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Prenatal, birth and parenting classes are available through the Love and Learn Program, Bon Secours’ education program for parents. For more information or to register, please visit or call (804) 340-BABY.

Bon Secours Classes:

  • Breastfeeding Basics (Women Only): Taught by certified lactation consultants and certification eligible nurses. Class topics include detailed information on the benefits and process of breastfeeding, returning to work, potential problems, milk collection and storage.
  • Breastfeeding Basics (Couples): Taught by certified lactation consultants and certification eligible nurses, this co-ed class is the place to learn those tips that make breastfeeding successful. Class topics include detailed information on the benefit and process of breastfeeding, returning to work, potential problems, milk collection and storage. Dad or support partner is encouraged to attend. 
  • Breastfeeding Basics for Teens: In this class for teens ages 15-19, we will cover the benefits of breastfeeding, the breastfeeding process and the different holding positions, returning to work and school, potential problems, milk collection and storage.

A Woman’s Place:

  • A Woman’s Place provides telephone support for general breastfeeding questions and individual consultations for more in-depth breastfeeding concerns. It also offers support groups that meet on a regular basis and are led by lactation consultants to offer mother-to-mother interaction and encouragement. Call (804) 545-1665 to schedule an appointment or for more information.

Why you should breastfeed:

  • A mother’s milk has just the right amount of fat, sugar, water and protein needed for a baby’s growth and development.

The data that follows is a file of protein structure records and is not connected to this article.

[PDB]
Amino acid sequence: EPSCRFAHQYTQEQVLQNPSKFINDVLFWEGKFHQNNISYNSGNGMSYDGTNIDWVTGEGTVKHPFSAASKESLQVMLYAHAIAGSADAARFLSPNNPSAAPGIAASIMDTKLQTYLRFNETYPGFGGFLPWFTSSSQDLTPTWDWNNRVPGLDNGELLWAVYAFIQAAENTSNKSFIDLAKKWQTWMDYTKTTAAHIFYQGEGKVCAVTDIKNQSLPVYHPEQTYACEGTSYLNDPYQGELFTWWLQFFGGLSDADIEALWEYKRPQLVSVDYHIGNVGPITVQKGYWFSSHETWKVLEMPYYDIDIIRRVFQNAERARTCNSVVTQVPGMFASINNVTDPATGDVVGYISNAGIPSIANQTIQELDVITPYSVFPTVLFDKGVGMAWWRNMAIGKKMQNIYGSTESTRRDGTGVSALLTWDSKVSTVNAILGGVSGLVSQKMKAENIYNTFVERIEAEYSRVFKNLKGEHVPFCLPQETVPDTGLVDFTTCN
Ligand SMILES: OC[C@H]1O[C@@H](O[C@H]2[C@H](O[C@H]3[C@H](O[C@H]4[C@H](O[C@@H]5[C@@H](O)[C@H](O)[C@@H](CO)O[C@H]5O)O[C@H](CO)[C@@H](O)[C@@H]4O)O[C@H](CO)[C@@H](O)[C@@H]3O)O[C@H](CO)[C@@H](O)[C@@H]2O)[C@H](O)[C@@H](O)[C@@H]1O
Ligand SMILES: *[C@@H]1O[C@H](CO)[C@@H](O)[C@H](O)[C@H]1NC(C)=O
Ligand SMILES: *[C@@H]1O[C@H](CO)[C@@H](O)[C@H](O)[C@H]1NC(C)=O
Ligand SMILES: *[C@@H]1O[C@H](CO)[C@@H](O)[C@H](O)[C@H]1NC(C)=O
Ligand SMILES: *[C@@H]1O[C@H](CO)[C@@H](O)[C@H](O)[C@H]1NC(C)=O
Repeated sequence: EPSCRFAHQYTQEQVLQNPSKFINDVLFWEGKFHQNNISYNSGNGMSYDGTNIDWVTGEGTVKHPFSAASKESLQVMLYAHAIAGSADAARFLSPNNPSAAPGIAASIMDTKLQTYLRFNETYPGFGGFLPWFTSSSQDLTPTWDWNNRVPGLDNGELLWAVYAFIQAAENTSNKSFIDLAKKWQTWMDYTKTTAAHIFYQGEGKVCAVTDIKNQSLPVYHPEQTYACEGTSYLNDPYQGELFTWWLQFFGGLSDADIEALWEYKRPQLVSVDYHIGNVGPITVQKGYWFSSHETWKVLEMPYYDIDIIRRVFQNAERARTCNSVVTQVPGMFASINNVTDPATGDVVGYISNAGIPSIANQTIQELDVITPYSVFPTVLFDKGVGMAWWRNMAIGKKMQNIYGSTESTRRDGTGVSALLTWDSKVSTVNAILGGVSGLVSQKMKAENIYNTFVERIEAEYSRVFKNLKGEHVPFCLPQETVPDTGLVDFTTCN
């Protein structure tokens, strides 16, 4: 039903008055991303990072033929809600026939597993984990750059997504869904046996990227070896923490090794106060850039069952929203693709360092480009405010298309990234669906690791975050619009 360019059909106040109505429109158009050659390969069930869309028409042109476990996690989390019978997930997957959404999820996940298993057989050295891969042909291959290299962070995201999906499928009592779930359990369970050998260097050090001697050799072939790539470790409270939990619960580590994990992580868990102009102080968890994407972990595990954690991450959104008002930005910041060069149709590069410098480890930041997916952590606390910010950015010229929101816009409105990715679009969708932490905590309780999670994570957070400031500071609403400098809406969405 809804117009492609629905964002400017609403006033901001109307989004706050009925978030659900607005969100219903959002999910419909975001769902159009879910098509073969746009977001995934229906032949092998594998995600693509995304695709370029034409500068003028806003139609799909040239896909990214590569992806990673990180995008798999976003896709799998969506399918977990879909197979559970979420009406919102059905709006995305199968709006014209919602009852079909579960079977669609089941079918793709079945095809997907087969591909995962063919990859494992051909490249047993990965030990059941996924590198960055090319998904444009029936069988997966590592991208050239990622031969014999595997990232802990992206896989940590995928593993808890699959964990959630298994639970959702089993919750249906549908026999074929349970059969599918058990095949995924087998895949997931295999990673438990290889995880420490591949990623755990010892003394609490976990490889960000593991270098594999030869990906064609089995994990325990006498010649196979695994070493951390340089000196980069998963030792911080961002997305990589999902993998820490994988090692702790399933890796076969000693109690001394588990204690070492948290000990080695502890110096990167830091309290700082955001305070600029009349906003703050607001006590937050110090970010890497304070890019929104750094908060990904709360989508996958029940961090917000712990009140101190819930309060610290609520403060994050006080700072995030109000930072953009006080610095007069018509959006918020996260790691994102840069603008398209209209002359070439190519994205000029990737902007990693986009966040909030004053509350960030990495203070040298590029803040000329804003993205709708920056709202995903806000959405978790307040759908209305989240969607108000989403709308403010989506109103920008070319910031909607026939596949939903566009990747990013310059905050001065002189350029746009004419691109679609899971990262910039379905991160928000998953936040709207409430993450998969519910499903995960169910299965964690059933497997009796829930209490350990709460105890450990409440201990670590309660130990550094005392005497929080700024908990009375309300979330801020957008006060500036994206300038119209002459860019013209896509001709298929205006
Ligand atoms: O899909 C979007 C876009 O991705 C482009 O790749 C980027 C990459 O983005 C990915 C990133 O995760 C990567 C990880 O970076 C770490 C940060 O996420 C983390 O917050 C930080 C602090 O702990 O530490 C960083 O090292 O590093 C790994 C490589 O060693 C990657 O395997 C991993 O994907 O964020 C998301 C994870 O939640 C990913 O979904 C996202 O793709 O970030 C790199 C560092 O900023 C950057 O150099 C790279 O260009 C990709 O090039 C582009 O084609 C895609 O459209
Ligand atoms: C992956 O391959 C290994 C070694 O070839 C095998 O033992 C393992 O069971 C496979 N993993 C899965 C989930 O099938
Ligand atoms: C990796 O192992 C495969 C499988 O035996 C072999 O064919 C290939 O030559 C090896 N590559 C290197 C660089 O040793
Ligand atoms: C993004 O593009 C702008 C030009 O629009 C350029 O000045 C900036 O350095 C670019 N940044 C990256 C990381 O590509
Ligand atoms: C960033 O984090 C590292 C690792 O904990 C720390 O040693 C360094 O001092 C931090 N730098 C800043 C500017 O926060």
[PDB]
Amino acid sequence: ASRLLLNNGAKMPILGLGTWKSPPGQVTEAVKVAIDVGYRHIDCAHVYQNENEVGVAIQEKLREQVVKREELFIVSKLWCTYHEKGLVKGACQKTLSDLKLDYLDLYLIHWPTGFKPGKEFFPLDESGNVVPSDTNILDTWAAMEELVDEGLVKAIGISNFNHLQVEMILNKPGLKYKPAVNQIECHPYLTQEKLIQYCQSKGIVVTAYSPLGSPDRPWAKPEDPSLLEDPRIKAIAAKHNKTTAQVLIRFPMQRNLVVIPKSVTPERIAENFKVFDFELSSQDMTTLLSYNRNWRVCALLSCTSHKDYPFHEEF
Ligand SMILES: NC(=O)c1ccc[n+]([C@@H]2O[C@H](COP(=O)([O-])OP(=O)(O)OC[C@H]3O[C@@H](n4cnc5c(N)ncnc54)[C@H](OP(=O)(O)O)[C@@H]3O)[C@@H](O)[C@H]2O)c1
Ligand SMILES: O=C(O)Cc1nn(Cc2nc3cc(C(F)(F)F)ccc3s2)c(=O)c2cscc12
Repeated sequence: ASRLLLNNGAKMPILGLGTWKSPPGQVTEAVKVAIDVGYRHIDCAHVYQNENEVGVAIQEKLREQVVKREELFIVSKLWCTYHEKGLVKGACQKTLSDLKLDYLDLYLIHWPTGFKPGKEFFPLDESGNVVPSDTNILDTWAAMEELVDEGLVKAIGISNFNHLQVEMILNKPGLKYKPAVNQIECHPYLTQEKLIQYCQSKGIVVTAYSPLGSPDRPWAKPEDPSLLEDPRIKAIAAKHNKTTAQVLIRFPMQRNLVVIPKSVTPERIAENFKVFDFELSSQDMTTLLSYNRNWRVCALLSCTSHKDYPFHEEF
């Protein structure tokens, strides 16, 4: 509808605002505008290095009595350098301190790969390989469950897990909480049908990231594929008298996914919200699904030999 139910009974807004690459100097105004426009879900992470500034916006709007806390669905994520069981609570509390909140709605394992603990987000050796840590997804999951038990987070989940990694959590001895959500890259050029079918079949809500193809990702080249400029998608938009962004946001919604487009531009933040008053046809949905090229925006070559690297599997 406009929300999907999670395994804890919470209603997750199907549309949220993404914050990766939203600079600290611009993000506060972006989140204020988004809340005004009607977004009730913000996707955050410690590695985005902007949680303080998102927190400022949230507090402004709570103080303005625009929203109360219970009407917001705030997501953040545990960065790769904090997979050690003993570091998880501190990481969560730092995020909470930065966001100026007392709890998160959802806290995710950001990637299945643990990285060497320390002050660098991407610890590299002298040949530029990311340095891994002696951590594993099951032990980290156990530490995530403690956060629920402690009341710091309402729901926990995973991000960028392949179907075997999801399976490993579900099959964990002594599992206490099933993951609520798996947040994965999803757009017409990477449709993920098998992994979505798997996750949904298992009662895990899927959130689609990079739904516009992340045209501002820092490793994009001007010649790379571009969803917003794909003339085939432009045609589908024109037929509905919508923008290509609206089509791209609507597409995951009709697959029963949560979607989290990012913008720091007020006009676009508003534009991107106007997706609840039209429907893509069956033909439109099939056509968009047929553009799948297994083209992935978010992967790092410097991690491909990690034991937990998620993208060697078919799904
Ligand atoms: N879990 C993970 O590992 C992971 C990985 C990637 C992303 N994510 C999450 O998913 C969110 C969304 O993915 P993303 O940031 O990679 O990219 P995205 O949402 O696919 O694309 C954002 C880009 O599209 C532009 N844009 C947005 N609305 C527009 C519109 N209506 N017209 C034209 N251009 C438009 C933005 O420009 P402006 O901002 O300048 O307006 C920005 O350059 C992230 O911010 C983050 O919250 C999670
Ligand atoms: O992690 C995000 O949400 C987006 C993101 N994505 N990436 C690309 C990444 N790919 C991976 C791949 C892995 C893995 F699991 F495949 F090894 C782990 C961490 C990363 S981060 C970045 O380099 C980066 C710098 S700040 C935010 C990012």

• Most babies find it easier to digest breast milk rather than formula.
  • Breast milk contains antibodies that help protect infants from bacteria and viruses, as well helping them fight off infection and disease.
  • Human milk straight from the breast is always sterile.
  • Breastfeeding saves time and money. You do not have to purchase, measure or mix formula and there are no bottles to warm in the middle of the night.
  • Breastfeeding helps a mother bond with her baby. Physical contact is important to newborns and can help them feel more secure, warm and comforted.
  • Nursing uses up extra calories, making it easier to lose pounds gained from pregnancy.
  • It also helps the uterus to get back to its original size more quickly and lessens any bleeding a woman may have after giving birth.
  • Breastfeeding may lower the risk of breast and ovarian cancers. **
  • Breast milk is the best food for babies during the first year of life. Studies show that breast fed children have fewer ear infections, lower respiratory and urinary tract infections than formula fed children. Diarrhea also occurs less often. ***
  • Adult women who were breast fed as infants may have a lower risk of developing breast cancer than those who were not breast fed, unless they were first-born, study findings suggest. *

Tips for Successful Breastfeeding:

  • Nurse early and often. Try to breastfeed your baby within the first hours after birth. Newborns need to nurse frequently, at least every 2-3 hours, and not on a strict schedule. This stimulates your breasts to produce plenty of milk.
  • Nurse with the nipple and the areola (brown area surrounding the nipple) in the baby’s mouth, not just the nipple.
  • Breastfeed on demand. Since breast milk is more easily digested than formula, breast fed babies eat more often than bottle fed babies. Babies nurse less often as they get older and start solid foods. Watch your baby, not the clock, for signs of hunger, such as being more alert or active, mouthing (putting hands and fists to mouth and making sucking motion with mouth), or rooting (turning head in search for nipple). Crying is a late sign of hunger. **
Know what medications you are taking or may have to take after the birth, and how they will affect your baby through your breast milk.
Talk with your health care provider about their safety and about possible alternative treatments that won’t affect the baby.
If you become ill while breastfeeding and have to take a medication, tell your health care provider that you are breastfeeding. It may be possible to temporarily pump or discard your milk while taking the medication. **

Family Support:

  • Fathers and other special support persons can be involved in the breastfeeding experience. Breastfeeding is more than a way to feed a baby, it becomes a lifestyle.
  • Fathers or support persons play a major role in the breastfeeding experience by being sensitive, supportive and encouraging the healthy relationship.
  • They can affirm their love, approval and appreciation for the mother’s work and time she puts into breastfeeding, and encourage her when she is feeling tired or discouraged.